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Threshhold for hearing protection

Discussion in 'General Gun Discussions' started by ArtP, Jul 4, 2010.

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  1. ArtP

    ArtP Member

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    I've been toying with the idea of buying a 22 hornet rifle for plinking. The appeal is it's ballistically superior to a 22LR (by a pretty wide margin), cheap to reload for and the barrel should last forever. But the biggest appeal is having something I can shoot without heaing protection and the recoil light enough for me to witness bullet impact through the scope. I'm asking for a 22LR but with better ballistics, better than a 22 mag too. I'd also like to be able to reload for it, which means the 17 HMR is out.

    I usually shoot my 22LR stuff without hearing protection. I am wondering what your threshhold for hearing protection is. As well, what is your shreshhold for being able to see bullet impact through your scope without recoil causing you to miss the view? I use muffs or plugs for everything but 22LR, and at times I'll put it on for that, too. For instance if I'm shooting in a covered area where the sound is amplified. For scoped rifles I go from 22LR then jump to .243 (no 22 centerfire rifles). With the .243, try as I might, I can't see impact.
     
    Last edited: Jul 4, 2010
  2. General Geoff

    General Geoff Member

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    Have fun with tinnitus in your later years.

    If you want to shoot without hearing protection, invest in a silencer.
     
  3. Millwright

    Millwright Member

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    Anything above a whisper son ! BTDTGTTS !! Eh !? Wha !!! ? Whadda y'uh mean its too loud ?

    Seriously, hearing loss is progressive and insideous. You don't notice it because, in most instances, you can "adjust" the source to your comfort level, or.....after a brief time the "noise isn't that bad"......Which a sure sign you're making a serious sacrifice.....>MW
     
  4. ArtP

    ArtP Member

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    Shall I just "off" the question now?

    Smart ellec remark - shall I put on the hearing protection when bikers pass with their obnoxious un-baffled pipes? How about when I'm getting nagged? How about when i pass a construction zone? I'll keep the muffs ready at all times.
     
    Last edited: Jul 4, 2010
  5. jcwit

    jcwit Member

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    Yup, I think if I knew then what I know now I'd wear hearing protectors. Now I wear Hearing Aids, $3,000 per ear!
     
  6. C96

    C96 Member

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    The 22 Hornet is a neat little round BUT it can be a challenge to reload. You should stick to one brand of brass, the powder capacity can very by a grain or more between brands, the brass is a bit delicate, easy to crush the brass if not careful. It is a neat round to shoot although I did mine with a TC Contender and a 14 inch barrel.

    If I recall correctly there have been some on this forum with difficulties with this round but other than being a bit careful when sizing and seating I liked it.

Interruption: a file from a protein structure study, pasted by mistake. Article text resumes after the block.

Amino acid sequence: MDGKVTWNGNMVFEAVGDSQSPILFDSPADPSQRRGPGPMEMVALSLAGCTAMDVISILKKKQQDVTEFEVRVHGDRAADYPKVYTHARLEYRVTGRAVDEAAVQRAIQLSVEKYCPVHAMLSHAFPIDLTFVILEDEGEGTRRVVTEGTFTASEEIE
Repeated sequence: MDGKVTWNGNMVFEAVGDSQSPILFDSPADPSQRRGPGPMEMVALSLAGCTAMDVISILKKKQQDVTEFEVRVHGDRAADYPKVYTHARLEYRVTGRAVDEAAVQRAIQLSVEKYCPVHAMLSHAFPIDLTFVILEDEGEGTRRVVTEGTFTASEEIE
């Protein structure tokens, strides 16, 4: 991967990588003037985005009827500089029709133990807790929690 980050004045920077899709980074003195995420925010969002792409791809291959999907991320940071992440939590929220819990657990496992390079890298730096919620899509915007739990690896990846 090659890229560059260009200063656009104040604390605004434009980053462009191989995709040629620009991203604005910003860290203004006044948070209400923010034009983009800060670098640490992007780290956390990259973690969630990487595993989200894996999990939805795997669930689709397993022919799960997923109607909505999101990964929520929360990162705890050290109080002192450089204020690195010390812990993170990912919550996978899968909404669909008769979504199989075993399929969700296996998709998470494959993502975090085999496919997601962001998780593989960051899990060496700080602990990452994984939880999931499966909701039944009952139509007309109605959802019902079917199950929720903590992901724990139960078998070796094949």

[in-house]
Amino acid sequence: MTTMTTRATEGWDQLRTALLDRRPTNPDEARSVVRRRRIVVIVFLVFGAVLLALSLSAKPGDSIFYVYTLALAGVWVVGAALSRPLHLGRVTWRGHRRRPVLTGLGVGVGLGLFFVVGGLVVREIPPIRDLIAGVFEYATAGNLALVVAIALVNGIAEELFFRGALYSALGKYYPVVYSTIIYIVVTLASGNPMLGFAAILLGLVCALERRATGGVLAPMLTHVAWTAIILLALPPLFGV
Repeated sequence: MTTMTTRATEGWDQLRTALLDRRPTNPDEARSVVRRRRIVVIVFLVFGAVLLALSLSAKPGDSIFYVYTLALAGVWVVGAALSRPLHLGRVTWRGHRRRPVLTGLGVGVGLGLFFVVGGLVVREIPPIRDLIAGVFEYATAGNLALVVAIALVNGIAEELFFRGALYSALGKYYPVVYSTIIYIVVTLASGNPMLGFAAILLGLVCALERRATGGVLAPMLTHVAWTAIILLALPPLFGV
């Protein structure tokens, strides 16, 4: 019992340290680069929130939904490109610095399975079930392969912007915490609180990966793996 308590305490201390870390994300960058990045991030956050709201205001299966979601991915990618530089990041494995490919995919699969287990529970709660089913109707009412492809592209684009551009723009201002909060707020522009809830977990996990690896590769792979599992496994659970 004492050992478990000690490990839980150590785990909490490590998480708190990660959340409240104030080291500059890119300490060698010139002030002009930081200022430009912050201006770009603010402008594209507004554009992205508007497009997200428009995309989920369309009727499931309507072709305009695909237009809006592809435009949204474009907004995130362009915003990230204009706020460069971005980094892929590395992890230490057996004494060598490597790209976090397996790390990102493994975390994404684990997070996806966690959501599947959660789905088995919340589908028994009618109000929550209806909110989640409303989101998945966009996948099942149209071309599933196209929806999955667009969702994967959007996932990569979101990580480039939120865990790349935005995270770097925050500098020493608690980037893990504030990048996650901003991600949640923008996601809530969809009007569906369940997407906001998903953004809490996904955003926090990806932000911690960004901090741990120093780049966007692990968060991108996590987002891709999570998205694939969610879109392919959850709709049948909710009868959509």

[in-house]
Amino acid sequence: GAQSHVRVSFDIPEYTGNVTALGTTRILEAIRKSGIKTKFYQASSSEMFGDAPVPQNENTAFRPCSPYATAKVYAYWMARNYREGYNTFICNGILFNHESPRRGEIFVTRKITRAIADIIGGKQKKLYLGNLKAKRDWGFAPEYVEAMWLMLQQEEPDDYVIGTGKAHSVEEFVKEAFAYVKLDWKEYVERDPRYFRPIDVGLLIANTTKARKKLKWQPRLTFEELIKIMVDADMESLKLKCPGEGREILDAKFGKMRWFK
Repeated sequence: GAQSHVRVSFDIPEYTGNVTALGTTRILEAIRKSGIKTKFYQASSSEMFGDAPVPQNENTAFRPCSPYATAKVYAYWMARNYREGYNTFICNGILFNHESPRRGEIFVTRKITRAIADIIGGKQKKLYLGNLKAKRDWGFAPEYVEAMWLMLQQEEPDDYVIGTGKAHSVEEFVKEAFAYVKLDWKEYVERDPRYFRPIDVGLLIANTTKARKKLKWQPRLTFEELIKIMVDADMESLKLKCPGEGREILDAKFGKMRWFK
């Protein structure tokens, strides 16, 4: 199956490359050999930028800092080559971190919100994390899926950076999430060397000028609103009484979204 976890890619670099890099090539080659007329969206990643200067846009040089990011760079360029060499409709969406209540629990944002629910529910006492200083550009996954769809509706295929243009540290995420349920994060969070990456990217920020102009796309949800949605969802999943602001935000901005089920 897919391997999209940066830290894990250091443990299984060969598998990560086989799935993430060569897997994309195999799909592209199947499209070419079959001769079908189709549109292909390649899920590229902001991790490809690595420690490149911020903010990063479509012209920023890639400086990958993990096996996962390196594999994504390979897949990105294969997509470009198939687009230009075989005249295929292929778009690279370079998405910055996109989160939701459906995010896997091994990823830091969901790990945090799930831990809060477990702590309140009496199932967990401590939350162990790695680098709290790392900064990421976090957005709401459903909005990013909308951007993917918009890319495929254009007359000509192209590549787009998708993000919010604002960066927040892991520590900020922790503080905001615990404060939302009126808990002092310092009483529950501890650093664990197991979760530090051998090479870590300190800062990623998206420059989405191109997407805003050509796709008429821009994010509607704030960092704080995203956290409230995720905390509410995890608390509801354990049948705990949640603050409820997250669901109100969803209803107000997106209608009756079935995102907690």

I sold my Contender to feed other projects so I haven't done Hornets in some time, but I liked the round.

    allan
     
  7. JellyJar

    JellyJar Member

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    Take a look at this site....

    http://www.nwhealth.edu/healthyU/stayHealthy/ear3.html


    Also, please note that the frequency of the noise is also very important to keep in mind. The parts of our inner ears that respond to high frequency are more easily damaged than the parts that respond to low frequency.

    Given that the 22 hornet is a small caliber high velocity round I would expect that the noise it generates would be a high frequency blast.

    Keep those earplugs/muffs handy!
     
  8. ArtP

    ArtP Member

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    Okay. You guy are just making a point and looking out for my hearing. I appreciate your care and concern. I will heed the warning.

    Funny story. I took my long-time girlfriend's son shooting with me. He's the quiet type and doesn't talk a whole lot. He asked me on the way home if he could keep the ear plugs for when his sister talks (it was a totally honest and innocent question). I got a huge kick out of that, I responded with "you keep 'em handy - just in case"!

    Another funny story. I have a friend I took shooting and he refused to wear the hearing protection I took along for him. We were shooting a 9mm and a 270 WSM. The 270 WSM is no slouch on the noise meter. On the way home he kept saying, "huh". I just shook my head and frowned.
     
    Last edited: Jul 4, 2010
  9. Onward Allusion

    Onward Allusion Member

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    I personally would not shoot 22LR (standard or high velocity) without hearing protection. I once shot a 22LR round indoors in a hallway and my ears were ringing for over a hour. A 22LR rifle outdoors would be less harsh but hearing damage does accumulate.

     
  10. Ky Larry

    Ky Larry Member

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    Hearing loss is cumulative. It can happen slowly over time and not be very noticeable. Once it's gone, it's gone. Expanding foam ear plugs are cheap, effective, and disposable. They don't get in the way. I use ear muffs any time I shoot anything louder than an air gun. Also, a good rule of thumb for any noisy situation is: If you have to raise your voice above normal conversation level to be understood, you need hearing protection.